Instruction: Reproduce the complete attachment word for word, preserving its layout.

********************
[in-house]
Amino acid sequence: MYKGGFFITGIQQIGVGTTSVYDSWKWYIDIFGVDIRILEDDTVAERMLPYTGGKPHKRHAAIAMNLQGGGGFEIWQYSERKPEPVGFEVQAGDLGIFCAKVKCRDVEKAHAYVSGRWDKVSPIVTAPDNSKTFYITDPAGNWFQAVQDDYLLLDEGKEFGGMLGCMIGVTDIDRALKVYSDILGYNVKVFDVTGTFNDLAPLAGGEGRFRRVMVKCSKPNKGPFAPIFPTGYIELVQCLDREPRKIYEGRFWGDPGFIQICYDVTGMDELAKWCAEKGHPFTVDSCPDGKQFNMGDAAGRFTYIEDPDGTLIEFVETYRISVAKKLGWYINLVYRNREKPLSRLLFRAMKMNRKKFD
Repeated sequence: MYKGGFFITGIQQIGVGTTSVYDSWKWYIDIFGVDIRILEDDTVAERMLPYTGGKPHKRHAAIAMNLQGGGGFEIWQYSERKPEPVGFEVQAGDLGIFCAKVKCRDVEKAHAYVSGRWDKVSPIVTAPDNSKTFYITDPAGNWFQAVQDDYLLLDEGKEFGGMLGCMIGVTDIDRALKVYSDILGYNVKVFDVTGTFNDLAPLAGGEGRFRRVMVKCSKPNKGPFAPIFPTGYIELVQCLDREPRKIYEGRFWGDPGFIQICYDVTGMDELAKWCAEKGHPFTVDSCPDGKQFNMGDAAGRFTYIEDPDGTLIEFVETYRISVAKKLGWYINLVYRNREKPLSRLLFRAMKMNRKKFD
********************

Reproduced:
[in-house]
Amino acid sequence: MYKGGFFITGIQQIGVGTTSVYDSWKWYIDIFGVDIRILEDDTVAERMLPYTGGKPHKRHAAIAMNLQGGGGFEIWQYSERKPEPVGFEVQAGDLGIFCAKVKCRDVEKAHAYVSGRWDKVSPIVTAPDNSKTFYITDPAGNWFQAVQDDYLLLDEGKEFGGMLGCMIGVTDIDRALKVYSDILGYNVKVFDVTGTFNDLAPLAGGEGRFRRVMVKCSKPNKGPFAPIFPTGYIELVQCLDREPRKIYEGRFWGDPGFIQICYDVTGMDELAKWCAEKGHPFTVDSCPDGKQFNMGDAAGRFTYIEDPDGTLIEFVETYRISVAKKLGWYINLVYRNREKPLSRLLFRAMKMNRKKFD
Repeated sequence: MYKGGFFITGIQQIGVGTTSVYDSWKWYIDIFGVDIRILEDDTVAERMLPYTGGKPHKRHAAIAMNLQGGGGFEIWQYSERKPEPVGFEVQAGDLGIFCAKVKCRDVEKAHAYVSGRWDKVSPIVTAPDNSKTFYITDPAGNWFQAVQDDYLLLDEGKEFGGMLGCMIGVTDIDRALKVYSDILGYNVKVFDVTGTFNDLAPLAGGEGRFRRVMVKCSKPNKGPFAPIFPTGYIELVQCLDREPRKIYEGRFWGDPGFIQICYDVTGMDELAKWCAEKGHPFTVDSCPDGKQFNMGDAAGRFTYIEDPDGTLIEFVETYRISVAKKLGWYINLVYRNREKPLSRLLFRAMKMNRKKFD